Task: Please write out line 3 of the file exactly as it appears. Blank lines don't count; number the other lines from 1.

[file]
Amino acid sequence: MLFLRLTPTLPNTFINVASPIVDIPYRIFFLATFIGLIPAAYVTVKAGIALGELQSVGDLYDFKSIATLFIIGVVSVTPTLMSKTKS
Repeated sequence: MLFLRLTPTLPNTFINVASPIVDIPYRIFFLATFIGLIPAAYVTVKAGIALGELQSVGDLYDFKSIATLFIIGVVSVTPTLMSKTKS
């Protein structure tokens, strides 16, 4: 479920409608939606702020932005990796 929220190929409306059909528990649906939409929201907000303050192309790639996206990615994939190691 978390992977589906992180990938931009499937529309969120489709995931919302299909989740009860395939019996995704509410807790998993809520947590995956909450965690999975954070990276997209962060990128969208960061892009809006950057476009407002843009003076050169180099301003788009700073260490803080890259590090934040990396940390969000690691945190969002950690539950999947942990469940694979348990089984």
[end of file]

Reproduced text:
């Protein structure tokens, strides 16, 4: 479920409608939606702020932005990796 929220190929409306059909528990649906939409929201907000303050192309790639996206990615994939190691 978390992977589906992180990938931009499937529309969120489709995931919302299909989740009860395939019996995704509410807790998993809520947590995956909450965690999975954070990276997209962060990128969208960061892009809006950057476009407002843009003076050169180099301003788009700073260490803080890259590090934040990396940390969000690691945190969002950690539950999947942990469940694979348990089984």